Wednesday, October 20, 2010

Buried | Review

Alfred Hitchcock is rolling in his grave. To get into a position that's comfortable for him to applaud.
This is one of those movies that really has me thinking if I liked it or not. Certainly without much review, I can say that Buried is easily one of the most creative, thrilling, heart-stopping movies I have seen since Inception, but the end to this movie left me feeling somewhat unsatisfied.
Buried is basically 90 minutes of Ryan Reynolds in a box. Contractor Paul Conroy wakes up to find himself buried in a small box with only a cellphone and a lighter. As the movie progresses Conroy and the audience begin to piece together how he ended up in the box and why.
The biggest strength this movie has that completely blows me away is that this movie is literally 90 minutes of Ryan Reynolds in a box. Through the whole movie we are with Ryan Reynolds inside this small confined space. How Buried differs from Phone Booth is that in this movie, we never go anywhere else, no flashbacks, no outside scenes. Just one actor, one location and 90 minutes of the best and most ingenious stops indie filmmaking has to offer.
And if you can't appreciate the unbearable claustrophobia Buried puts you through, you have to applaud director Rodrigo Cortes for pulling of one of the most suspenseful, creative, thrilling films ever to take place in one location. And keep in mind that location is a box smaller than a cupboard.
But Buried is far from a perfect movie, what made this an amazing movie and not a masterclass one was the writing of the film. The plot of the film is incredibly compact, weaving narrative with breakneck suspense but there were times where the film became implausible. And it wasn't big or anything, they were just small 2-3 minute scenes or phone conversations that were unrealistic and took the audience out of the film for a couple of minutes. I wish I could say what those parts are but it's major spoilers.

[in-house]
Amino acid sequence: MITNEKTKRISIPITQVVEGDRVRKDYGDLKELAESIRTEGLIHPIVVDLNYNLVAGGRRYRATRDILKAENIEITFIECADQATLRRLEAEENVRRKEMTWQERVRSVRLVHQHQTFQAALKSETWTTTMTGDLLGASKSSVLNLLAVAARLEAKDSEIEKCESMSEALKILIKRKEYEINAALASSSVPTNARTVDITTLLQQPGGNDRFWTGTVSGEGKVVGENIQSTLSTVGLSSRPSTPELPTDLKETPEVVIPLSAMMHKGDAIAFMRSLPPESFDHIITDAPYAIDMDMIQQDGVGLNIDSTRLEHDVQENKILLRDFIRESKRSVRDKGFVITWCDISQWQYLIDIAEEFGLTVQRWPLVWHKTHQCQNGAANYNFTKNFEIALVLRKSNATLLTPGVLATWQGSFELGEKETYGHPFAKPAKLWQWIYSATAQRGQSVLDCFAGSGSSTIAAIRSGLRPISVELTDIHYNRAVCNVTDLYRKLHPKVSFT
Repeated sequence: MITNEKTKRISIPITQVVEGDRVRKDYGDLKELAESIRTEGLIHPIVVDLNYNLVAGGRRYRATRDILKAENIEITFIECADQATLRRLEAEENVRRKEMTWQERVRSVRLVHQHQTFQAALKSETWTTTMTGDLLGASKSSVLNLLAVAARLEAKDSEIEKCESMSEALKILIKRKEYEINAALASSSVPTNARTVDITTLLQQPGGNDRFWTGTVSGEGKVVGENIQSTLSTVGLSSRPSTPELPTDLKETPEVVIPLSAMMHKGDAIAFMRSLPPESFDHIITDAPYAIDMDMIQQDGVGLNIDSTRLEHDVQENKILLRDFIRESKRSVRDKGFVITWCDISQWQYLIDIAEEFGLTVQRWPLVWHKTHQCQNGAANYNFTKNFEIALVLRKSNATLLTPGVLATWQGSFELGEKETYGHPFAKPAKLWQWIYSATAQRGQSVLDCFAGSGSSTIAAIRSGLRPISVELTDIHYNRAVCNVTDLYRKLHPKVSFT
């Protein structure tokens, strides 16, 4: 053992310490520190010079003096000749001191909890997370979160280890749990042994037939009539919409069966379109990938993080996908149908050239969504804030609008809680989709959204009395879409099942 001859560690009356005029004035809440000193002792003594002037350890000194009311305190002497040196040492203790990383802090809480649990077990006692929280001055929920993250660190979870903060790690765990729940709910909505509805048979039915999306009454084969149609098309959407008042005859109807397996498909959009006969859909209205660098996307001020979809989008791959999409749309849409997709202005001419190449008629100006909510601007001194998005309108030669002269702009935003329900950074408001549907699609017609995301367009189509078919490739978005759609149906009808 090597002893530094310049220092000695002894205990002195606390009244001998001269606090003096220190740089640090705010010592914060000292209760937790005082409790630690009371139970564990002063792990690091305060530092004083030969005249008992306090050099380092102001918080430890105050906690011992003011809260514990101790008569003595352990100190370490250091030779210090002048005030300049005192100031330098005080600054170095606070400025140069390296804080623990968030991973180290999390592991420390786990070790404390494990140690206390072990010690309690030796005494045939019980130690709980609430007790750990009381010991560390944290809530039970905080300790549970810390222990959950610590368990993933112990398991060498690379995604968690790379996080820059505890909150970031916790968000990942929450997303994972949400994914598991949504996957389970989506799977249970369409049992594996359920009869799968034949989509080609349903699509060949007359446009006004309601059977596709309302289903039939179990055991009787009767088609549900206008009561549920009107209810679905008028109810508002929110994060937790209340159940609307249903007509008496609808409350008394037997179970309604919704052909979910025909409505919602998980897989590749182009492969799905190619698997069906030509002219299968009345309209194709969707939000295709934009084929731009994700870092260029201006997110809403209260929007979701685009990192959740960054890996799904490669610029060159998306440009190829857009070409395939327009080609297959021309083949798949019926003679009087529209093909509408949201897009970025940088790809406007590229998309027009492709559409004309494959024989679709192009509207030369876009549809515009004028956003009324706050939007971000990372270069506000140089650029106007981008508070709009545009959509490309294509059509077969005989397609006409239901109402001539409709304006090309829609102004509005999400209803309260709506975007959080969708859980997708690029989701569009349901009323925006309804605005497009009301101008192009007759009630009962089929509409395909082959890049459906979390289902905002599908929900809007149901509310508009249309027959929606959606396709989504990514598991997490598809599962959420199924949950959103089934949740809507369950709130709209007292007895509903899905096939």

Given the conditions Ryan Reynolds had to work in, I'd say his acting was fantastic but I was left underwhelmed with his overall performance. There is only so much weezing and screaming I can take from The Green Lantern. Again, very minor complains that did hinder the film somewhat but weren't big faux pas.
But what was unsatisfactory was the ending of this film. To be honest, when Buried ended, I was kind of pissed. Without revealing too much, the ending of this film is going to leave people feeling very unsatisfied or maybe depressed. You just don't put people through such emotional strain and attach us so much to Ryan Reynold's character to have it end like that. People want to have their trauma rewarded. But I gotta say, if you compared that ending with everyone's ideal ending, this is the one that will stick with people.
But with all those small complaints aside, this is a movie I am going to remember for a long, long time. Buried goes against all rules of filmmaking, backed by a visionary young director, a daring actor and a zero budget to produce one of the finest films to come out of 2010. Hitchcock would have been proud. Very proud.

RATING: 8.5/10

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